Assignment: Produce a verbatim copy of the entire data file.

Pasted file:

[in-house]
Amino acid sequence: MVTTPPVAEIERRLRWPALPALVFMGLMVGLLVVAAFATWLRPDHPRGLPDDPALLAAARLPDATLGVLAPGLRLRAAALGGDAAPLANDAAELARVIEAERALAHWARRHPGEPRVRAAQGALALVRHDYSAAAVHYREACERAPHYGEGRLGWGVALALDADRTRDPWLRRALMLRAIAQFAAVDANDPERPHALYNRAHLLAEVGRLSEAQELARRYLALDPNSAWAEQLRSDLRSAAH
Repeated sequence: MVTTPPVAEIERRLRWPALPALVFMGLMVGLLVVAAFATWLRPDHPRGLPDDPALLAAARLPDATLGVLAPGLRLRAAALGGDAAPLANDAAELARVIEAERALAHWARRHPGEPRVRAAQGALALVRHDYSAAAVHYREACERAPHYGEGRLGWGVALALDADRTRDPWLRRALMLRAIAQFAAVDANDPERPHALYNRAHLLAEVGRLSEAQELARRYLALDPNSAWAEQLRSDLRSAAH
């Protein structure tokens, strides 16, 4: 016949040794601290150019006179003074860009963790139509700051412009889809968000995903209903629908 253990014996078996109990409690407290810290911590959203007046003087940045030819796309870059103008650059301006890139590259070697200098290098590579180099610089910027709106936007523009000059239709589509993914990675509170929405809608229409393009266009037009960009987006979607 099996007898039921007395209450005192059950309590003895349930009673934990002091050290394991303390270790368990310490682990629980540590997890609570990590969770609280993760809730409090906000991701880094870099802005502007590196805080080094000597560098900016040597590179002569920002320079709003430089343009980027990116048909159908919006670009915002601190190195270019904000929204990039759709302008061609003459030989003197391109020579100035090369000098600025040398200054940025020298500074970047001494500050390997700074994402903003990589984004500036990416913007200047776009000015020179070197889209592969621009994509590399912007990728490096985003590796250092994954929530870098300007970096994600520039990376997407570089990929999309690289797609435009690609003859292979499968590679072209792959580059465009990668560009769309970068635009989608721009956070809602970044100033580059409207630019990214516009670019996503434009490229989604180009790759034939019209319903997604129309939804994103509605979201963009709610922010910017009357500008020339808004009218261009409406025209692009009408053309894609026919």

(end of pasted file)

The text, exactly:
[in-house]
Amino acid sequence: MVTTPPVAEIERRLRWPALPALVFMGLMVGLLVVAAFATWLRPDHPRGLPDDPALLAAARLPDATLGVLAPGLRLRAAALGGDAAPLANDAAELARVIEAERALAHWARRHPGEPRVRAAQGALALVRHDYSAAAVHYREACERAPHYGEGRLGWGVALALDADRTRDPWLRRALMLRAIAQFAAVDANDPERPHALYNRAHLLAEVGRLSEAQELARRYLALDPNSAWAEQLRSDLRSAAH
Repeated sequence: MVTTPPVAEIERRLRWPALPALVFMGLMVGLLVVAAFATWLRPDHPRGLPDDPALLAAARLPDATLGVLAPGLRLRAAALGGDAAPLANDAAELARVIEAERALAHWARRHPGEPRVRAAQGALALVRHDYSAAAVHYREACERAPHYGEGRLGWGVALALDADRTRDPWLRRALMLRAIAQFAAVDANDPERPHALYNRAHLLAEVGRLSEAQELARRYLALDPNSAWAEQLRSDLRSAAH
């Protein structure tokens, strides 16, 4: 016949040794601290150019006179003074860009963790139509700051412009889809968000995903209903629908 253990014996078996109990409690407290810290911590959203007046003087940045030819796309870059103008650059301006890139590259070697200098290098590579180099610089910027709106936007523009000059239709589509993914990675509170929405809608229409393009266009037009960009987006979607 099996007898039921007395209450005192059950309590003895349930009673934990002091050290394991303390270790368990310490682990629980540590997890609570990590969770609280993760809730409090906000991701880094870099802005502007590196805080080094000597560098900016040597590179002569920002320079709003430089343009980027990116048909159908919006670009915002601190190195270019904000929204990039759709302008061609003459030989003197391109020579100035090369000098600025040398200054940025020298500074970047001494500050390997700074994402903003990589984004500036990416913007200047776009000015020179070197889209592969621009994509590399912007990728490096985003590796250092994954929530870098300007970096994600520039990376997407570089990929999309690289797609435009690609003859292979499968590679072209792959580059465009990668560009769309970068635009989608721009956070809602970044100033580059409207630019990214516009670019996503434009490229989604180009790759034939019209319903997604129309939804994103509605979201963009709610922010910017009357500008020339808004009218261009409406025209692009009408053309894609026919």